• Because Philip, my question has to do precisely with the verb "to go". I don't really need information about "going". Example: "I go to see a film every sunday" which apparently is correct, even though is an specific activity for which we have to to go out to do and in our free time? And why it is wrong to say: "I go seeing a film every sunday" How I am supposed to know which verbs go in their infinitive form and which verbs to with the ending "ING" after del verbo go? (call it gerund or gerundive) Please, I still can't get it, the absence of a rule makes it more confusing. Commented Oct 27, 2017 at 23:42
  • You use them all of the time; that's how. I told you that the trick is that it is an activity and it can be a noun on its own without being a gerund. Swimming is a noun; sailing, hiking, running, walking, partying---these are all activities that are mostly sports, but some activity nevertheless. "I go sightseeing" is fine because "sightseeing" is a noun; it's an activity.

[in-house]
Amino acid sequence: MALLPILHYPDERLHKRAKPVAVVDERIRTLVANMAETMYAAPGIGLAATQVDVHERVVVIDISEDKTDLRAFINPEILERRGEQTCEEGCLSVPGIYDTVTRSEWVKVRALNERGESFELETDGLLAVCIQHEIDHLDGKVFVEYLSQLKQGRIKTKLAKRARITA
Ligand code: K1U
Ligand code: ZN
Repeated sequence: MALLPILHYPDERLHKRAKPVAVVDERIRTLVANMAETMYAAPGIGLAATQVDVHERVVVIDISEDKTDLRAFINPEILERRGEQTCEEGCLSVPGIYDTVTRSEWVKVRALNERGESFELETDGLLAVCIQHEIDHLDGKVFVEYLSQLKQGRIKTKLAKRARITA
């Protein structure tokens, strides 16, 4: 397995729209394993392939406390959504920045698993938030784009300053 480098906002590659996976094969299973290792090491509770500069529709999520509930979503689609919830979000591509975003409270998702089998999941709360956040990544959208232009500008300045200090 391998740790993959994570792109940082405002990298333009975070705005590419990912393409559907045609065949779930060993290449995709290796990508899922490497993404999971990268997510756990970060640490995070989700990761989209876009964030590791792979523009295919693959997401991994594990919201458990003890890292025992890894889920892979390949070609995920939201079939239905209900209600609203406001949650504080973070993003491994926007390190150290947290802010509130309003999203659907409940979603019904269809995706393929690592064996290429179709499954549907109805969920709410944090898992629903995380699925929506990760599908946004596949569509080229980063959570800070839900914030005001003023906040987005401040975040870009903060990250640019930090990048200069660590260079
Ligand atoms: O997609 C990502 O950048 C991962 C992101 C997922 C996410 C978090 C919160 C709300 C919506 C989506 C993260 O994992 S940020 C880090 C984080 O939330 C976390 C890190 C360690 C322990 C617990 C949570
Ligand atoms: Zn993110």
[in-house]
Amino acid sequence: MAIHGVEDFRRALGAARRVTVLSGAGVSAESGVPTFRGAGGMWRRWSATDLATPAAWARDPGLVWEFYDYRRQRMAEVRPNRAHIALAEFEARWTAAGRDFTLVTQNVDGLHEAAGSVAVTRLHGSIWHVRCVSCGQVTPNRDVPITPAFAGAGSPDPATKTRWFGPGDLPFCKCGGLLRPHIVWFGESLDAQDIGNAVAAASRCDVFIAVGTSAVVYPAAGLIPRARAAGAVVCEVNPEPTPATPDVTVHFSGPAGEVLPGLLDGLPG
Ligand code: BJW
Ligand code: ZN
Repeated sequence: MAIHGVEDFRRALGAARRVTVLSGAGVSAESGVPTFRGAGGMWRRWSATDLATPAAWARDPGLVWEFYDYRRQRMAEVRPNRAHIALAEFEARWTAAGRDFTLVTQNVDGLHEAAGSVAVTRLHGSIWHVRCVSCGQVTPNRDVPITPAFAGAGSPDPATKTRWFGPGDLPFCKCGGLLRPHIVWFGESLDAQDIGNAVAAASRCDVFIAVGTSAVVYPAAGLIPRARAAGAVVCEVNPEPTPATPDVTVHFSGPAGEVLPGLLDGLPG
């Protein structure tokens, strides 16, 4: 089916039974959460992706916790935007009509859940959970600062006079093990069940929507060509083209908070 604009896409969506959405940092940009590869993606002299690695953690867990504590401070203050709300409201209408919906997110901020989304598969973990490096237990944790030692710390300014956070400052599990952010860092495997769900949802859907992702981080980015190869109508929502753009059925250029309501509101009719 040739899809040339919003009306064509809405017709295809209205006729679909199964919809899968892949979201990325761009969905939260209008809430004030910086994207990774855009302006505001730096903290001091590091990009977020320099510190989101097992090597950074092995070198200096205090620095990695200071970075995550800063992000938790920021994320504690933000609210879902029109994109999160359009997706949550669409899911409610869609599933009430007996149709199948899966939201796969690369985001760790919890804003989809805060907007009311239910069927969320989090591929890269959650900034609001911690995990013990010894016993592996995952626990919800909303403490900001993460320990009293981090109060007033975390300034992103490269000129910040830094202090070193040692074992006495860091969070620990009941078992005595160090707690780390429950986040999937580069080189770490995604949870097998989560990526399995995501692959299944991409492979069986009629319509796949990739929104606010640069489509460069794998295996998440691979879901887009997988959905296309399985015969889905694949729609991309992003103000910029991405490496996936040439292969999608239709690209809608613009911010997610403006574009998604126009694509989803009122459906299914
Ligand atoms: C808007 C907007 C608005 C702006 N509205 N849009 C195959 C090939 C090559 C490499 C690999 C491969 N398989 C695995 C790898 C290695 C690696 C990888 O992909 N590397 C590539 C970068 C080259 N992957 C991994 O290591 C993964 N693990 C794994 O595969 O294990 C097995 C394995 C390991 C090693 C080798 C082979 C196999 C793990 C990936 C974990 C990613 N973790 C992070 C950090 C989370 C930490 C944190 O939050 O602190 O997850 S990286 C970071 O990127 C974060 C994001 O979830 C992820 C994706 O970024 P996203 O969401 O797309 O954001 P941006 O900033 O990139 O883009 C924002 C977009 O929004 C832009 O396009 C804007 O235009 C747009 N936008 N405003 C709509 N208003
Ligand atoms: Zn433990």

– Nick
    Commented Oct 27, 2017 at 23:49
  • In the US, when speaking, we usually say "go +bare infinitive" such as "I go play football on the weekend" except we don't say it when it is in third person singular such as "he goes play football." That, we'd never say; never "goes play", but yes to "go play". It's not grammatically correct, but it's a shortened way to say it. I would never write "go play" or "go do"; I'd always write "go to play" or go to do", but it's colloquial speech here.
    – Nick
    Commented Oct 27, 2017 at 23:51
  • What country are you in? What's your native language? Just wondering because I may be able to help. I know some French. I doubt it's French though.
    – Nick
    Commented Oct 27, 2017 at 23:55

Nos. 2 and 3 are correct. The rest are wrong; however, they should read as follows:

"I go to play football on weekends." (Use "on" for "weekends; not "at"; "on weekends".)